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When it’s needed most The study bears significant weight for treatment facilities and public policy makers in particular. During economic downturns, government agencies typically look to cut spending on treatment programs as a way to save money, something researchers say may be more costly in the end. “Our results suggest that this is unwise,” Carpenter says. “Such spending would likely be particularly effective during downturns since rates of substance use disorders are increasing when unemployment rates rise, at least for disorders involving prescription painkillers and hallucinogens.”
“Spending would likely be particularly effective during downturns since rates of substance use disorders are increasing when unemployment rates rise.” - Christopher Carpenter, Vanderbilt University
“We were surprised that morphine was able to induce these really long-lasting changes,” says Dr. Peter Grace, the study’s lead author. Dr. Grace says the cause of the chronic pain increase has to do with cells that form part of the immune system. He says if those areas could be isolated or their eects reduced, the resulting pain may not be as great. “If it does turn out to be a relevant issue to patients, then what our study suggests is that targeting the immune system may be the key to avoiding these kinds of eects,” Dr. Grace says. “Opioids could essentially work better if we could shut down the immune system in the spinal cord.” e team’s research only looked at spinal cord injuries and morphine, and did not study other opioids that are commonly prescribed to patients experiencing pain. But he said it’s likely drugs like Vicodin or OxyContin could aect other parts of the body in a similar way. “While we haven't actually tested other opioids in this particular paradigm, we predict that we would see similar eects,” Dr. Grace says.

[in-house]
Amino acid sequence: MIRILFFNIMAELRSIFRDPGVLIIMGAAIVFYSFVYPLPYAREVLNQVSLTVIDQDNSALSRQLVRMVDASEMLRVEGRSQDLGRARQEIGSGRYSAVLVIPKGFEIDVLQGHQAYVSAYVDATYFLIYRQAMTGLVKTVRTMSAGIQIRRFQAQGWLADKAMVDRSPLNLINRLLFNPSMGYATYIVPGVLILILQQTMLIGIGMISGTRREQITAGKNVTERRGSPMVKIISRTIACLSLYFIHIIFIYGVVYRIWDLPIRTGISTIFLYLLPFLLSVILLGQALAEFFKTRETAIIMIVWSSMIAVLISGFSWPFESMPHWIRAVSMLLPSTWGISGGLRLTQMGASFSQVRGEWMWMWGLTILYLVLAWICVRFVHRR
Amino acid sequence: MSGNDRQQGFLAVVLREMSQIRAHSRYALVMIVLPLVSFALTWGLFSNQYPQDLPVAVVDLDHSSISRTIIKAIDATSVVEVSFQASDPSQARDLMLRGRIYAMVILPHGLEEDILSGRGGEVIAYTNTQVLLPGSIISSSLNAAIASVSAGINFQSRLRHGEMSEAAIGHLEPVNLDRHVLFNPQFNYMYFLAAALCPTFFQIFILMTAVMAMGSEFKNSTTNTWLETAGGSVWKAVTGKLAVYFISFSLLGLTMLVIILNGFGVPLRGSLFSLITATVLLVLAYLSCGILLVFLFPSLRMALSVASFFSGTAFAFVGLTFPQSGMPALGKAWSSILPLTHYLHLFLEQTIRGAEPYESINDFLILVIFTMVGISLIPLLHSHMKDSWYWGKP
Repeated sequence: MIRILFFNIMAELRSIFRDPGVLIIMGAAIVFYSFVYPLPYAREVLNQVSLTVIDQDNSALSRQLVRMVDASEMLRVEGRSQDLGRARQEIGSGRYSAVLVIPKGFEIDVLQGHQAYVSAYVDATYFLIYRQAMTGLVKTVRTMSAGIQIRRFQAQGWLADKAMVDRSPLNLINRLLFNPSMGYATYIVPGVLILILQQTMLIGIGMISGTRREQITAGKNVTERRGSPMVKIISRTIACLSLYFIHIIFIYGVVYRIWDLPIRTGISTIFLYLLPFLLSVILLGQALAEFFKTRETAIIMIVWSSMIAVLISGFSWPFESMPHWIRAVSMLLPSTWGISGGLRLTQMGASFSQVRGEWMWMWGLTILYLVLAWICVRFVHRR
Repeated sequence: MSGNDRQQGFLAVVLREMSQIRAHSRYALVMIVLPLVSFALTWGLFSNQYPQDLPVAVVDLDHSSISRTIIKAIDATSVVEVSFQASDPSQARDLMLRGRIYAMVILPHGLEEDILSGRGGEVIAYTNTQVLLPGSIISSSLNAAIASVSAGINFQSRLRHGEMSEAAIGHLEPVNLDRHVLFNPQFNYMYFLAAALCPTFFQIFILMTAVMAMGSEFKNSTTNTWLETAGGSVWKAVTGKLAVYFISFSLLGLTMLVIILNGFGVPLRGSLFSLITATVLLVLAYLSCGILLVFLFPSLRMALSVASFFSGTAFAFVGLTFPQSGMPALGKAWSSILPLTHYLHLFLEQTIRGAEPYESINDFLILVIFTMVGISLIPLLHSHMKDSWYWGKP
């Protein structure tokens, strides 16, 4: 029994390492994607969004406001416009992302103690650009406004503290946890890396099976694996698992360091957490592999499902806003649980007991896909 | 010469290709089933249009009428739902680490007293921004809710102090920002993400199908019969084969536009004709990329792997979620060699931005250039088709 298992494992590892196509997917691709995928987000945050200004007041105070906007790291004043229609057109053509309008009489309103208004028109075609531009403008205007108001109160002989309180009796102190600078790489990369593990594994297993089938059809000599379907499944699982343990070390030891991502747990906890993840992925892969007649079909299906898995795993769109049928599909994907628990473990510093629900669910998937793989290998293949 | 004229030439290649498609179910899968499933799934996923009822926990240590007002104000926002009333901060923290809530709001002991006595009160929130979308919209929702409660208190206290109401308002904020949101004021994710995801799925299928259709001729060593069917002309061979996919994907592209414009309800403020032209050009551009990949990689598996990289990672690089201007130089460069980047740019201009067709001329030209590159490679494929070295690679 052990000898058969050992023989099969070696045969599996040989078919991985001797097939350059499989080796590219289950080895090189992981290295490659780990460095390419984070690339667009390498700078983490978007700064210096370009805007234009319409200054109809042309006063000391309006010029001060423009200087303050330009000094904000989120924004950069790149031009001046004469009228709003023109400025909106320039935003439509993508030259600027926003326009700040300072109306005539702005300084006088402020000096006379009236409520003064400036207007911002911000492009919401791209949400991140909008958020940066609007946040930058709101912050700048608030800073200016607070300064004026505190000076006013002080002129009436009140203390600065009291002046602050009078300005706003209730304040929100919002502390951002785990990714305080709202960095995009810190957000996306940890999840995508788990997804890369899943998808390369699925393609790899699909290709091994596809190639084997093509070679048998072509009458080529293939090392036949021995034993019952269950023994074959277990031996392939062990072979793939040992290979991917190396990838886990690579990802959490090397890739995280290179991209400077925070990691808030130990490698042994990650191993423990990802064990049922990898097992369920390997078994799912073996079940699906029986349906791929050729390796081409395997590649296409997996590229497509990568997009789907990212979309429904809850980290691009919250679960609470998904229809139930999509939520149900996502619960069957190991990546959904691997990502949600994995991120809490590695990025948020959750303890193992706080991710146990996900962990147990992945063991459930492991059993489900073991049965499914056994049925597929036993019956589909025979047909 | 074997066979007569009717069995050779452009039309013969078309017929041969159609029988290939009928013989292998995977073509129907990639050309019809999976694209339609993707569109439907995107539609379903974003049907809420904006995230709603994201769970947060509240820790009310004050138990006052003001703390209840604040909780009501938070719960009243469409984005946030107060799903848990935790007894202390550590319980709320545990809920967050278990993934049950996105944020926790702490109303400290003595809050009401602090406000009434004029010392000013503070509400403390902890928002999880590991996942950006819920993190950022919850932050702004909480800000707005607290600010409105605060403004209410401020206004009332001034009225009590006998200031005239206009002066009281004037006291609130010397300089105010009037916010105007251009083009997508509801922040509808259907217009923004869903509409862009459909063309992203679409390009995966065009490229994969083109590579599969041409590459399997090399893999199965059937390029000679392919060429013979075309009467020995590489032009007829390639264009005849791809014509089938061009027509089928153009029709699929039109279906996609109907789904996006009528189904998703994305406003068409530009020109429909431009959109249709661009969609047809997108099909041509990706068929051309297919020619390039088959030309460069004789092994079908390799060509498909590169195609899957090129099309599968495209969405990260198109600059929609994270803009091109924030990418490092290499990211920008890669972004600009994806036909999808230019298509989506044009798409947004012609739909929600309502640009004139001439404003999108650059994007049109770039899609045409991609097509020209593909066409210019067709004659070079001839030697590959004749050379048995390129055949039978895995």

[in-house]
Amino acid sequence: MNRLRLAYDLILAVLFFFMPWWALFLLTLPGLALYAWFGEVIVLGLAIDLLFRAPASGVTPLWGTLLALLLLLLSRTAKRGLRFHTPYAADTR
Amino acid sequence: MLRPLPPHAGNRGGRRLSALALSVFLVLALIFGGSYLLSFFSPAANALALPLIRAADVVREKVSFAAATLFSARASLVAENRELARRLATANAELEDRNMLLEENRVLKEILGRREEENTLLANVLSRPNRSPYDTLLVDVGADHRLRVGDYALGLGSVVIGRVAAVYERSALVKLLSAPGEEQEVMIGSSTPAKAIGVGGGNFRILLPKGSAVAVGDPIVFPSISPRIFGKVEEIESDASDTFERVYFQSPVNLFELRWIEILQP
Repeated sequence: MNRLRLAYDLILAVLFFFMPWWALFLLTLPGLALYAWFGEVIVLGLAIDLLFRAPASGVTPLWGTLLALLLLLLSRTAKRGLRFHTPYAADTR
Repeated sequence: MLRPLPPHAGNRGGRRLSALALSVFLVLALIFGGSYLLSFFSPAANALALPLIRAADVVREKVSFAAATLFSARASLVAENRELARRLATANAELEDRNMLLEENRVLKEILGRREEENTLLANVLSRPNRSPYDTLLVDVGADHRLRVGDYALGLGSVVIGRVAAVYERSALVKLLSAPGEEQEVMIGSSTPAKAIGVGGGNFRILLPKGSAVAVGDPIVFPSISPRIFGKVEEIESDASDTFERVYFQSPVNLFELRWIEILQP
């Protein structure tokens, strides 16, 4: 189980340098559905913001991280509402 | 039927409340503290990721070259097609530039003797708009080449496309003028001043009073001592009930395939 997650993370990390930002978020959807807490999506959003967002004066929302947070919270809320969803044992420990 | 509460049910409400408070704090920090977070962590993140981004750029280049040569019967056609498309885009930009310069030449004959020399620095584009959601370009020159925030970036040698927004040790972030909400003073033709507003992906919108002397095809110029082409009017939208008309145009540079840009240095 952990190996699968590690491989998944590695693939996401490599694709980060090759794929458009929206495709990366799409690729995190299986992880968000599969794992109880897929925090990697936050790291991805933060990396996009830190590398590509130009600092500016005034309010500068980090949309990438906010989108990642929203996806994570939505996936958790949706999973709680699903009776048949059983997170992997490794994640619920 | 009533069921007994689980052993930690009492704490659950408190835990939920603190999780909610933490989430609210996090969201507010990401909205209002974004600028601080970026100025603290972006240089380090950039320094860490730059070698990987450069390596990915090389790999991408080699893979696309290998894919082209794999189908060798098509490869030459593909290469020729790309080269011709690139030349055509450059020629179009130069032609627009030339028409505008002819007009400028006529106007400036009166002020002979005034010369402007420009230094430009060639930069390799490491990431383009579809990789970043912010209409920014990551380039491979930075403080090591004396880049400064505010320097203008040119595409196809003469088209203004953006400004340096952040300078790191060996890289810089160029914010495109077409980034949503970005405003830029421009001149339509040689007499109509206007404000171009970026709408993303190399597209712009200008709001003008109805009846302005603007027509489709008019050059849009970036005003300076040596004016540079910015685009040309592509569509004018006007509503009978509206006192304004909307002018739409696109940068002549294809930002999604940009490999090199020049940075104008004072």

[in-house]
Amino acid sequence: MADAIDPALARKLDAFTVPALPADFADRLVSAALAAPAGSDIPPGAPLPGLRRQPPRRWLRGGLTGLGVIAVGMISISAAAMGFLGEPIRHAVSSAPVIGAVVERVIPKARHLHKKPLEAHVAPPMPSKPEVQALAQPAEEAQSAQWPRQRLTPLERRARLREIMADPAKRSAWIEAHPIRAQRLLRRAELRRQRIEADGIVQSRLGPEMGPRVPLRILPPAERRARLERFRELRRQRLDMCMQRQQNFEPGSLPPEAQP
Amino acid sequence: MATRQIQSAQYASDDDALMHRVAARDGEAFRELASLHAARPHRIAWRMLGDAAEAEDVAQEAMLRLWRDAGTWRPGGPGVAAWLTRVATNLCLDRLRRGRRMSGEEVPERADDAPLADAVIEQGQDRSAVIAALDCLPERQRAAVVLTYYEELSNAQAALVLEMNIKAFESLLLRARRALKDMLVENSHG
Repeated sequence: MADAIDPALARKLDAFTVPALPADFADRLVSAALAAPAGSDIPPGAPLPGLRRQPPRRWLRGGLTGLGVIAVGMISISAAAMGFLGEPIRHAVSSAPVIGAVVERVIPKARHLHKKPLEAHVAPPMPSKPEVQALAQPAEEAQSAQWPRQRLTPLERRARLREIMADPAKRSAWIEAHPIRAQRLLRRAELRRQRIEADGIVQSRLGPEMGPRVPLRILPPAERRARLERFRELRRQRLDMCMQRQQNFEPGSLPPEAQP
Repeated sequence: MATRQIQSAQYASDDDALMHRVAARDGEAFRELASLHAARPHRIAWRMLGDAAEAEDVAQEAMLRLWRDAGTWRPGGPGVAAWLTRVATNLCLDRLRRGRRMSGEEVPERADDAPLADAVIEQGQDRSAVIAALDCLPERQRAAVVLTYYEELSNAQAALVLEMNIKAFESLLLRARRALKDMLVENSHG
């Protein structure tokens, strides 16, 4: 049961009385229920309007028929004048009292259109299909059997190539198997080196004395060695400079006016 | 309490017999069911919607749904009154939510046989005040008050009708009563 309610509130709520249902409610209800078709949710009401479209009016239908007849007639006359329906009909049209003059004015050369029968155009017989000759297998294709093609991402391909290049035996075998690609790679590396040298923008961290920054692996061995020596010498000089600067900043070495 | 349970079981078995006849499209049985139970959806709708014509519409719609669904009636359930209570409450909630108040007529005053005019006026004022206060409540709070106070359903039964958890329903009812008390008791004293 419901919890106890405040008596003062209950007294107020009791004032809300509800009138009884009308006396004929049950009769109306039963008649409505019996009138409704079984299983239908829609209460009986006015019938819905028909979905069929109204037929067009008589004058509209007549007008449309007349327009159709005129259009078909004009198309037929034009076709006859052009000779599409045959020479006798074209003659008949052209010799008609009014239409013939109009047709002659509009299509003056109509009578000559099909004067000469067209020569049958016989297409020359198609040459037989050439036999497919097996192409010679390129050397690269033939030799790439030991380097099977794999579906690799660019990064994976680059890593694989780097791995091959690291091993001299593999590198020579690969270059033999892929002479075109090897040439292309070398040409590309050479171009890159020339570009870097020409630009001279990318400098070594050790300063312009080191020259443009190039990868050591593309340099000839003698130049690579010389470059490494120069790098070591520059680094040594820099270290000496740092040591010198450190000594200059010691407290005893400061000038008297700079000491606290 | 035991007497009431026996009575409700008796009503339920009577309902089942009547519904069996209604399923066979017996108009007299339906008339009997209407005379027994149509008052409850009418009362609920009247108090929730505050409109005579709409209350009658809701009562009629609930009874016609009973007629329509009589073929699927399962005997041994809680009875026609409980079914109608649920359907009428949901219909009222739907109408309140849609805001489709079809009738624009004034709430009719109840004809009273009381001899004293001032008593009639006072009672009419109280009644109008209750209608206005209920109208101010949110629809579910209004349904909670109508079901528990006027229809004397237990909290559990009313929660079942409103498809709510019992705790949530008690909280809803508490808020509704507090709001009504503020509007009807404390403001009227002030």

ain relievers are supposed to relieve pain. It sounds simple enough, but new research suggests a common pain medication may actually be prolonging chronic pain. Morphine is an opioid painkiller commonly prescribed in hospitals and clinics, and while it is eective in the short term, doctors don’t always consider the potential consequences for pain down the road.at’s why a team of researchers based out of the University of Colorado - Boulder set out to study how morphine treatment aects chronic pain, and found some troubling results. e team, which used mice with spinal cord injuries, found that in mice not given morphine, their pain thresholds went back to normal about four to ve weeks after the injury. But mice who were given morphine didn’t see their pain levels return to normal until around 10 to 11 weeks, meaning the use of morphine eectively doubled the length of their chronic pain. P